The Pittsburgh startup community welcomed the Swartz Center for Entrepreneurship on Tuesday during its official debut at Carnegie Mellon University.

More than 350 people—among them representatives from 30 members of the local startup community—gathered at the Jared L. Cohon University Center to mark the opening of the Swartz Center, a system of programs and activities “that offers a unique path of entrepreneurship—education, engagement, collaboration and opportunity—for a truly transformative learning experience.”

The occasion was part of LaunchCMU, an event showcasing innovative work from students, alumni, faculty and staff to investors and regional business leaders.

Though the center has operated for some time, the event served as its official launch. In the works is a physical space for the center, slated for completion in mid-2018.

“We all have one objective: to make Carnegie Mellon University the destination of choice for the best entrepreneurs in the world,” said CMU alum James Swartz, whose generous $31 million gift made the center possible. The Coraopolis native co-founded Accel Partners, a venture capital firm that invested in tech giants such as Facebook, Dropbox and Spotify.

James R. Swartz with this 2016 class of Swartz Entrepreneurial Fellows. Image courtesy of CMU.

James Swartz with the 2016 class of Swartz Entrepreneurial Fellows. Image courtesy of CMU.

Dave Mawhinney, named executive director of Swartz Center last May, says the center adds to CMU’s legacy as a contributor to Pittsburgh’s innovation economy, along with others such as the University of Pittsburgh, UPMC and Innovation Works.

“We’re very excited about this new era of entrepreneurship,” says Mawhinney, an associate professor who also serves as the executive director of CMU’s Donald H. Jones Center for Entrepreneurial Studies. “I’ve been a part of this community since the 1980s and to see the transformation of the region, as well as the continued strength of Carnegie Mellon, has been amazing.”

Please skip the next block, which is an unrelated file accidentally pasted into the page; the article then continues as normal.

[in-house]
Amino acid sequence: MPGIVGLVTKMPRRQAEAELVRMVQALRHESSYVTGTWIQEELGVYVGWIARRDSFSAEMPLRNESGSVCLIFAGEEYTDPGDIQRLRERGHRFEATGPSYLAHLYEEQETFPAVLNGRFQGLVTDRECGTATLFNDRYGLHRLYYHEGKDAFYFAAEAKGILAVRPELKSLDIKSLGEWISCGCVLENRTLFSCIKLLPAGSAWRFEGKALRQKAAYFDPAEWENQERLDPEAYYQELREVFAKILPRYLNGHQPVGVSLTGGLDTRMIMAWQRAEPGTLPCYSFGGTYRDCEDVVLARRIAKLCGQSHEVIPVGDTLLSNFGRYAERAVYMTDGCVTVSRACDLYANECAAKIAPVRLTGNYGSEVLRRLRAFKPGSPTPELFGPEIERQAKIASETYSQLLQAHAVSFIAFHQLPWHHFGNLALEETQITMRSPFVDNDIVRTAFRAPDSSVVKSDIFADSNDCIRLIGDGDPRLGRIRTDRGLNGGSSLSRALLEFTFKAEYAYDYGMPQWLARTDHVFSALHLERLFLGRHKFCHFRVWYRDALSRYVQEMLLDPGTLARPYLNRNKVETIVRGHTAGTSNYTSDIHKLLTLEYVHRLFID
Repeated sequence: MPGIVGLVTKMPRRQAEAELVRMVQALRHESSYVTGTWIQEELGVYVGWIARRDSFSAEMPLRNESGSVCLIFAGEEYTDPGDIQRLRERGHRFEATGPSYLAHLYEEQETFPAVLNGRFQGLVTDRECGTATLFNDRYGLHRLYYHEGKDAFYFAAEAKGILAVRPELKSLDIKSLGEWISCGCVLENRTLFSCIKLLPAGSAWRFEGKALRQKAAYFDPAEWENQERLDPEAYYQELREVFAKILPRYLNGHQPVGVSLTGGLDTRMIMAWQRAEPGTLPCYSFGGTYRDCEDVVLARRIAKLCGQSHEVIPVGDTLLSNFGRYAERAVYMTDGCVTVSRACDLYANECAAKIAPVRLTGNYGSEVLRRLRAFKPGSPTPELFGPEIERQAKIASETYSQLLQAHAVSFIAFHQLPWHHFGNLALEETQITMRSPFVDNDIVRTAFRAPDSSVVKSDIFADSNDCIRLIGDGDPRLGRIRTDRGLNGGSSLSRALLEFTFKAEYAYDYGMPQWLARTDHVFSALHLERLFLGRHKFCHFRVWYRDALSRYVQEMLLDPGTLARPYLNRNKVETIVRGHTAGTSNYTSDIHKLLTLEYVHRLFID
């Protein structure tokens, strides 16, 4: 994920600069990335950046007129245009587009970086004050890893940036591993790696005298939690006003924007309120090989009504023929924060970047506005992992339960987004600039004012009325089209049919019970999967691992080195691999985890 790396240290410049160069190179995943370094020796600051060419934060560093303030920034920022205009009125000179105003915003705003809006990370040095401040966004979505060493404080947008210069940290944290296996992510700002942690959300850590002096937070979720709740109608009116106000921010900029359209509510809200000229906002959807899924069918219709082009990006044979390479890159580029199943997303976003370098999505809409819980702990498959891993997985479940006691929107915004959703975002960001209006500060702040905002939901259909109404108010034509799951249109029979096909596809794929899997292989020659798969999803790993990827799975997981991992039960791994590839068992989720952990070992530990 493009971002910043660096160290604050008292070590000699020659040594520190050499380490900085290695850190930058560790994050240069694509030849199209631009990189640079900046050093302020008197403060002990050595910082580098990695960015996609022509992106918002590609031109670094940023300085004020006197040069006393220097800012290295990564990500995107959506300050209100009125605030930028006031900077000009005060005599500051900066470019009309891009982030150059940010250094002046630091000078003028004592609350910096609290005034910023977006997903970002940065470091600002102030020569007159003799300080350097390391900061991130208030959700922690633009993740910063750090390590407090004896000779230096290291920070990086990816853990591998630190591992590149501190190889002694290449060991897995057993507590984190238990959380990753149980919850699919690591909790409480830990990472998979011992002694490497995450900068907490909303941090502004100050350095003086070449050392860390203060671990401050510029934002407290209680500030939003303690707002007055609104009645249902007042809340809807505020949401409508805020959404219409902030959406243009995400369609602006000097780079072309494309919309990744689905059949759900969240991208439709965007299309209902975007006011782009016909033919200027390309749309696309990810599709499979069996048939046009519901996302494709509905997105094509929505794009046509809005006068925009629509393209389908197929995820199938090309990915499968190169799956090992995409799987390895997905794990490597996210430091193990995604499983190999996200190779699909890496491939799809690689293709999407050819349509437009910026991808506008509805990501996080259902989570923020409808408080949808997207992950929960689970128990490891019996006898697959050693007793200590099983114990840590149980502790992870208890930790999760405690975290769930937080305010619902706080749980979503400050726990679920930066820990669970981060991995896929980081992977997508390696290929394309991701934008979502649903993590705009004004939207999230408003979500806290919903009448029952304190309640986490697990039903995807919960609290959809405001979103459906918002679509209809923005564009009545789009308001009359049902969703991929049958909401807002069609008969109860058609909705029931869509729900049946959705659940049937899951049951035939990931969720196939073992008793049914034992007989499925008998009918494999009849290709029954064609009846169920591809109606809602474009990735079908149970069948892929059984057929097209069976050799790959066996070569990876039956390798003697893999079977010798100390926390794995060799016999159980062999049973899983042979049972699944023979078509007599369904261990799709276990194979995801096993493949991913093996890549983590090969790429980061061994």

Since 2009, CMU faculty and students have created nearly 150 spinoff companies.

Mawhinney describes the center as a “not one-size-fits-all” environment where students and faculty from many fields can learn valuable entrepreneurial skills. It mainly focuses on providing opportunities for funding, networking and mentoring. For example, students can receive coaching from CMU’s Entrepreneur-in-Residence program, which has attracted Robb Myer of the restaurant reservation app Nowait and Craig Markovitz of the robotics surgery company Blue Belt Holdings.

The center will also host CONNECT, a series of workshops covering more than 50 topics of entrepreneurship, including how to build a product and find investors. There will also be a series of free workshops open to the public.

“We embrace the community, and we invite them to come to Carnegie Mellon and interact with our students, faculty, staff and alumni,” says Mawhinney.

To help young companies grow, the center will look at how entrepreneurs can access resources and talent in major tech hubs outside of Pittsburgh as well. In order for startups, and for the region as a whole to succeed, says Mawhinney, we need to build bridges to other innovative communities like Silicon Valley and New York, which are home to high concentrations of CMU alumni.

“If we just think locally, we’re going to die,” says Mawhinney. “We need to open up our horizons and get a free flow of ideas, capital and people coming and going from here.”